By Thornton McEnery and William Watts
U.S. stock indexes gave up an early session rebound and turned negative in the final hour of trading Thursday, repeating Wednesday’s volatile pattern and pushing the tech-heavy Nasdaq Composite further into correction territory this week.
The Dow Jones Industrial Average /zigman2/quotes/210598065/realtime DJIA +0.56% closed down 313.26 points, or 0.9% at 34,715.39.
The S&P 500 /zigman2/quotes/210599714/realtime SPX +0.87% fell 50.03 points, or 1.1%, to 4,482.73.
The Nasdaq Composite /zigman2/quotes/210598365/realtime COMP +1.06% fell 186.23 points, or 1.3%, to 14,154.02. At one point, the index was up 2.1%, making Thursday’s whipsaw the Nasdaq’s largest same-day reversal since April 7, 2020.
Stocks fell Wednesday, with the Dow and S&P 500 each dropping around 1%, while the Nasdaq Composite shed 1.2%, leaving it down more than 10% from its record close in November and meeting the definition of a market correction.
What drove markets
Investors might want to get up and stretch, because Thursday probably gave them a nasty case of stock market whiplash.
All three major indexes looked to bounce back on Thursday morning, with the Dow gaining more than 380 points before noon, but a late day reversal saw stocks fall off the table as investors revealed some very deep unease and stopped “buying the dip” to “sell the rally.”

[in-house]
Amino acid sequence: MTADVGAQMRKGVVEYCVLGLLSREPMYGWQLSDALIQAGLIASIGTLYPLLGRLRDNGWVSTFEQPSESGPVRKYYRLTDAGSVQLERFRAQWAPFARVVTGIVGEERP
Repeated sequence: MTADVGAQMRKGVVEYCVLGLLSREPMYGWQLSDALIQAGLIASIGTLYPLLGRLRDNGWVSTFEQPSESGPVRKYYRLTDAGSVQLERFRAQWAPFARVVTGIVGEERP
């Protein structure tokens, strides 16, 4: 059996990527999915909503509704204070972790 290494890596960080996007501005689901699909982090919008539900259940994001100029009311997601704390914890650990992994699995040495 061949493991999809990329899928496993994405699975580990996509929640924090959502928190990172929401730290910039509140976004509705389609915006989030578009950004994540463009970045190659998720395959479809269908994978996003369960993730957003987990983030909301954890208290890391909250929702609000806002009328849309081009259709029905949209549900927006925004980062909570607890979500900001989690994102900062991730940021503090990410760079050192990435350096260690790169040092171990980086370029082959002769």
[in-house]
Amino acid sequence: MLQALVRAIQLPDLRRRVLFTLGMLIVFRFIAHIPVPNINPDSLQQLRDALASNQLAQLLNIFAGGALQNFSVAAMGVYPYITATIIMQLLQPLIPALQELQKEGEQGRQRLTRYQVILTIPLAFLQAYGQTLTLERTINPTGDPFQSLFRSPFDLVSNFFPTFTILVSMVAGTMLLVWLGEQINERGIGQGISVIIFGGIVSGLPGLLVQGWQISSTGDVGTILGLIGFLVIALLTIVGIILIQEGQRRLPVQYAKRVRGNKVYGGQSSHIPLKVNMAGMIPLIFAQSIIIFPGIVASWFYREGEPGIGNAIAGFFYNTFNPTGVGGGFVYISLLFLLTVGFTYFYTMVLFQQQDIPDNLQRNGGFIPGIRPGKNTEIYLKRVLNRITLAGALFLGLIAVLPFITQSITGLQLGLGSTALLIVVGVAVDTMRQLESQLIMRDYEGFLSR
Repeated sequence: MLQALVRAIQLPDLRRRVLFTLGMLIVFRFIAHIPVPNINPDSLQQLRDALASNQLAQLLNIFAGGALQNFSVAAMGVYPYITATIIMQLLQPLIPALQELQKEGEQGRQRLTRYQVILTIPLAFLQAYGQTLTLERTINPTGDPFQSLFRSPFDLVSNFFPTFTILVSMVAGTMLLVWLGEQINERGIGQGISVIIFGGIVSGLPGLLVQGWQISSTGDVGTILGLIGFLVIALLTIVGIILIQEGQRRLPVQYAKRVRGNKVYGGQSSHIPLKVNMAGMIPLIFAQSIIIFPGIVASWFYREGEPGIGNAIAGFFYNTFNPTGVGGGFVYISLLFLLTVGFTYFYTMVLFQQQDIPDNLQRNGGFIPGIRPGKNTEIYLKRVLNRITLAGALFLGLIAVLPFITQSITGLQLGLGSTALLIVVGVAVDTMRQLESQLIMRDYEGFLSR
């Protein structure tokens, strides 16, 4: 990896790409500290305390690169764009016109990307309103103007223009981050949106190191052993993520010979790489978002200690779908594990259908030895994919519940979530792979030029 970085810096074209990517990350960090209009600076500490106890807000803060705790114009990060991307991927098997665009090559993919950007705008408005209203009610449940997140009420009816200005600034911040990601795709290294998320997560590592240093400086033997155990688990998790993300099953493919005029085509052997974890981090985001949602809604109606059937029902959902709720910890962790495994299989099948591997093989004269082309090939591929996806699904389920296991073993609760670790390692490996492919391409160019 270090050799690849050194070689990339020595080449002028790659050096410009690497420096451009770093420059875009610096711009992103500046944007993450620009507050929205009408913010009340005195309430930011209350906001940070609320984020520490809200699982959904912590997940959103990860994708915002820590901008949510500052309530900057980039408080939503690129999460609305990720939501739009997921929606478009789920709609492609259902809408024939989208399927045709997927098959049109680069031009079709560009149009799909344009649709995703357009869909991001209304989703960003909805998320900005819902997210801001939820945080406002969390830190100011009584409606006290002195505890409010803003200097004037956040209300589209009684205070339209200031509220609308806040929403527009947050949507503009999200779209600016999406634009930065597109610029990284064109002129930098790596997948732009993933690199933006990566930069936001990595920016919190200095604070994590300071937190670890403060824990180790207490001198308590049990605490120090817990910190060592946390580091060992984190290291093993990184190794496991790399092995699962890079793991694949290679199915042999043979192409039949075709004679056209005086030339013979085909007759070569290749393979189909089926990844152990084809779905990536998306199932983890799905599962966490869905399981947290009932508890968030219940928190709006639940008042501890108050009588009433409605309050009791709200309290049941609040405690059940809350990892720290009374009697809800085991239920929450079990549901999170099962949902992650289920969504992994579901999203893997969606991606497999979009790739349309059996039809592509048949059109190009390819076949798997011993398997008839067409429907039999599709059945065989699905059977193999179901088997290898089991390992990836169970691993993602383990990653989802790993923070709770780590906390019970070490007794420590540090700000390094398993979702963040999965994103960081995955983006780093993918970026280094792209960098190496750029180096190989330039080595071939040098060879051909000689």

“That was pretty wild,” said Edward Moya, senior market analyst at Oanda. “We definitely faded those gains. The growth story in equities will be dragged out but we seem to be done with the pandemic story of buying every dip and not looking back.”
Stocks have struggled since the beginning of the year as bonds have sold off. The yield on the benchmark 10-year Treasury /zigman2/quotes/211347051/realtime BX:TMUBMUSD10Y +0.02% has surged more than 30 basis points this year, hitting a two-year high earlier this week, while the 10-year German /zigman2/quotes/211347112/realtime BX:TMBMKDE-10Y +1.39% bund yield turned positive for the first time in three years on Wednesday.
The rise in yields was seen taking a bigger toll on growth stocks, which are heavily represented in the Nasdaq Composite. Growth stock valuations are based on expectations for cash flow far into the future. When Treasury yields rise, the value of that future cash is discounted. Yields pulled back Wednesday and the 10-year rate was up 0.7 basis point at 1.834% Thursday.
On Thursday, investors continue to wade through corporate results, including airlines, as earnings season picks up steam.
In U.S. economic data Thursday, first-time jobless claims unexpectedly rose by 55,000 last week to 286,000 , compared with expectations for 225,000, likely reflecting the effect of the spread of the omicron variant of the coronavirus that causes COVID-19.